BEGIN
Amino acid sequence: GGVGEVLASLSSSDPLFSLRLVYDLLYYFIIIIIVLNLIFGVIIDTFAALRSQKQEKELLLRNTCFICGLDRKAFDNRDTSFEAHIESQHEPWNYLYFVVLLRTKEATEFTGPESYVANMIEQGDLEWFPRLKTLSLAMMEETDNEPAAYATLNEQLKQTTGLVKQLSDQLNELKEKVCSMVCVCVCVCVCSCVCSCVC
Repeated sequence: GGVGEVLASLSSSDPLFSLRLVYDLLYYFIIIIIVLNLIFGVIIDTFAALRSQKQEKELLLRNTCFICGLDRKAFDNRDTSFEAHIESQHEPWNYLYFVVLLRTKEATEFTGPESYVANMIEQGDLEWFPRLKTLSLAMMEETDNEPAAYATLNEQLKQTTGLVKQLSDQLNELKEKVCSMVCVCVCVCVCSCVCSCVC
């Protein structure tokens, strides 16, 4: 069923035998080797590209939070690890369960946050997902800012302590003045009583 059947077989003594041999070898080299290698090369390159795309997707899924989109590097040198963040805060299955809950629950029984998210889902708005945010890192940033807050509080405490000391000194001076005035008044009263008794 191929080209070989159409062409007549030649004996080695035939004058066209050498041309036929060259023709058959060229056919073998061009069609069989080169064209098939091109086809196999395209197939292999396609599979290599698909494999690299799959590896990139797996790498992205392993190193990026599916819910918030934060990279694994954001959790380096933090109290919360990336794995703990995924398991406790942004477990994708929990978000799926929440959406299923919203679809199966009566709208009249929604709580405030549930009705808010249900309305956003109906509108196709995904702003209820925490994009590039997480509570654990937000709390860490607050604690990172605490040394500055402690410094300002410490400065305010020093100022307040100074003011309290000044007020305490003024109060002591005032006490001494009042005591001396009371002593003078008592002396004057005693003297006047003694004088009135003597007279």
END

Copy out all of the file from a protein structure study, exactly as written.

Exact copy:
Amino acid sequence: GGVGEVLASLSSSDPLFSLRLVYDLLYYFIIIIIVLNLIFGVIIDTFAALRSQKQEKELLLRNTCFICGLDRKAFDNRDTSFEAHIESQHEPWNYLYFVVLLRTKEATEFTGPESYVANMIEQGDLEWFPRLKTLSLAMMEETDNEPAAYATLNEQLKQTTGLVKQLSDQLNELKEKVCSMVCVCVCVCVCSCVCSCVC
Repeated sequence: GGVGEVLASLSSSDPLFSLRLVYDLLYYFIIIIIVLNLIFGVIIDTFAALRSQKQEKELLLRNTCFICGLDRKAFDNRDTSFEAHIESQHEPWNYLYFVVLLRTKEATEFTGPESYVANMIEQGDLEWFPRLKTLSLAMMEETDNEPAAYATLNEQLKQTTGLVKQLSDQLNELKEKVCSMVCVCVCVCVCSCVCSCVC
């Protein structure tokens, strides 16, 4: 069923035998080797590209939070690890369960946050997902800012302590003045009583 059947077989003594041999070898080299290698090369390159795309997707899924989109590097040198963040805060299955809950629950029984998210889902708005945010890192940033807050509080405490000391000194001076005035008044009263008794 191929080209070989159409062409007549030649004996080695035939004058066209050498041309036929060259023709058959060229056919073998061009069609069989080169064209098939091109086809196999395209197939292999396609599979290599698909494999690299799959590896990139797996790498992205392993190193990026599916819910918030934060990279694994954001959790380096933090109290919360990336794995703990995924398991406790942004477990994708929990978000799926929440959406299923919203679809199966009566709208009249929604709580405030549930009705808010249900309305956003109906509108196709995904702003209820925490994009590039997480509570654990937000709390860490607050604690990172605490040394500055402690410094300002410490400065305010020093100022307040100074003011309290000044007020305490003024109060002591005032006490001494009042005591001396009371002593003078008592002396004057005693003297006047003694004088009135003597007279």